Spend Classification: Where to Stop?
It’s tempting to think that more classification is better, but over-classification can derail a sourcing effort before it starts.
For example, if every savings initiative proposed is cross-commodity, then the spend is likely over-classified. When negotiating with a vendor for lower prices, it’s going to be much more difficult if multiple commodity managers are involved in the effort, or if spending is split unnecessarily across unrelated subtrees (as it is, for example, when using UNSPSC as a classification structure).
There aren’t any hard-and-fast rules about “too much” or “too little” spend classification. There’s no point, of course, to separating staplers from pencils. But there might be a point to separating toner from other office supplies, since there are toner vendors who may offer better prices. On the other hand, if toner is removed from the buying basket for an office supply vendor, they may choose to lower their discount on the rest of the items. And, there’s an implementation issue: if buyers are confused by “buy this from Vendor A, buy that from Vendor B”, the projected savings may turn out to be illusory.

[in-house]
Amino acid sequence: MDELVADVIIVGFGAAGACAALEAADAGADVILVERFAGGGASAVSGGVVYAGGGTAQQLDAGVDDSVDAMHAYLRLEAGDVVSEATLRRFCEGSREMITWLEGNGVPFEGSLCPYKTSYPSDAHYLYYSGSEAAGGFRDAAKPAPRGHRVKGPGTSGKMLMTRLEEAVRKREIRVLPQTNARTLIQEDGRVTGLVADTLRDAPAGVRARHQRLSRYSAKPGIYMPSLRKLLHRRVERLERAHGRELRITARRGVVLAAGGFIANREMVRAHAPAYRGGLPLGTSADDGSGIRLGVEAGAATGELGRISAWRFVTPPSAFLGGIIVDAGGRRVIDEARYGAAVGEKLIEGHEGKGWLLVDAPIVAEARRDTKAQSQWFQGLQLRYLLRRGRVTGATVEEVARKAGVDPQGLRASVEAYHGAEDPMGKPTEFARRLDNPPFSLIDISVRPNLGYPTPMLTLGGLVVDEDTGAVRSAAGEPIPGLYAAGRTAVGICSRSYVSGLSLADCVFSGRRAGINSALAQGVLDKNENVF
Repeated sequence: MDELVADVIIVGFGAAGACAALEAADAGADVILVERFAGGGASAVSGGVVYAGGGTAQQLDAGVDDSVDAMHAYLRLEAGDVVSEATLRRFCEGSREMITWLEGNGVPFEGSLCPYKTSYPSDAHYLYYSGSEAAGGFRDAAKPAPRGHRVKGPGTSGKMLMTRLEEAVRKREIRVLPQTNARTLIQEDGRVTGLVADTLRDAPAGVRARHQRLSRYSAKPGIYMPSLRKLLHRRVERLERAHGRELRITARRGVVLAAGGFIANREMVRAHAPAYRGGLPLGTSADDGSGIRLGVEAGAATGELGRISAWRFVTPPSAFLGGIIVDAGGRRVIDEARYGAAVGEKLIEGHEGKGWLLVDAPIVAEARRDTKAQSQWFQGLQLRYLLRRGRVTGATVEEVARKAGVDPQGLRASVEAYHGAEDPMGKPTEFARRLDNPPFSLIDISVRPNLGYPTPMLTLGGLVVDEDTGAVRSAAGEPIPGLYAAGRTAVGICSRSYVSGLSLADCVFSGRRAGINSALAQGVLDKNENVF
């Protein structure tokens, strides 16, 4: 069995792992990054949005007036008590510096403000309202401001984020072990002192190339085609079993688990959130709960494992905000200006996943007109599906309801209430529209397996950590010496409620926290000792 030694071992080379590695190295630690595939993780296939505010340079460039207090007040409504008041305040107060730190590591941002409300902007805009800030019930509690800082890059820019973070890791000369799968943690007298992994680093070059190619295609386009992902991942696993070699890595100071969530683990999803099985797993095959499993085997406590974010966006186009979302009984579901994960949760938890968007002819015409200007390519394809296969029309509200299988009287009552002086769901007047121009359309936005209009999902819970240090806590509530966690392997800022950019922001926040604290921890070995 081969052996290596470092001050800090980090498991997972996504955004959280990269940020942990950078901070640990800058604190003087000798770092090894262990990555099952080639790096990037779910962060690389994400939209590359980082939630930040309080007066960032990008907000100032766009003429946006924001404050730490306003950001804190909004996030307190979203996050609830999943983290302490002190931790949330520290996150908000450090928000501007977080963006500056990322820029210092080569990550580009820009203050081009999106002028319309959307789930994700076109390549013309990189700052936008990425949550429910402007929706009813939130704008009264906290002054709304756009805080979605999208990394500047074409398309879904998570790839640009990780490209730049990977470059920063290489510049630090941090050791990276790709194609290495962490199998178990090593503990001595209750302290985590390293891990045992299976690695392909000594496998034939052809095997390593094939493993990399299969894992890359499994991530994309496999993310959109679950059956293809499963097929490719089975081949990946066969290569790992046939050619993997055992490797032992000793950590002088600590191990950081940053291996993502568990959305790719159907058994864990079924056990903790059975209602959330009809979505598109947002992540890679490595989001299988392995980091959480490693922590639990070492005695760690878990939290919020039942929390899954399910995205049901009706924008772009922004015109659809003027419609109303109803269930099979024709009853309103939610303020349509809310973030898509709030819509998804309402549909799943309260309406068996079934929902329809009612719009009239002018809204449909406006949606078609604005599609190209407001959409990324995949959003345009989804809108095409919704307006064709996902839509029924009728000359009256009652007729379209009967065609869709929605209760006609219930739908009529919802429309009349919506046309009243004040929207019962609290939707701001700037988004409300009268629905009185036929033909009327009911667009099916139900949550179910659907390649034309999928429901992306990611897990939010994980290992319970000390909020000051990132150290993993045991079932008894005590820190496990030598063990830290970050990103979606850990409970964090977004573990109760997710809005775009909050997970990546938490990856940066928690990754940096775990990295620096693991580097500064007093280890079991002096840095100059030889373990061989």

Another judgment call is in direct mail — sourcing paper, printing, and envelopes. If the direct mail effort is modest, it might be best to source these items together, so one might group them together. But if there are millions of pieces, then those elements may be sourced separately, so different categories might make sense.
Reasoning about classification is easiest if the impact on sourcing efforts is held clearly in mind. Organizations typically have their own ways of looking at spending, which are generally sensible classifications based on their buying patterns and needs. But if a vendor is 98% classified to one commodity, and 2% to another, is that useful? Most of the time it isn’t — in fact, most of the time it’s a classification error and ought to be flagged as such.
Extreme examples of over-classification are everywhere — we’ve seen a single data services vendor split across two dozen vastly different categories. As Dennis Miller said after a trip to the local plumbing supply warehouse, “Faucet guys! Stop!!”.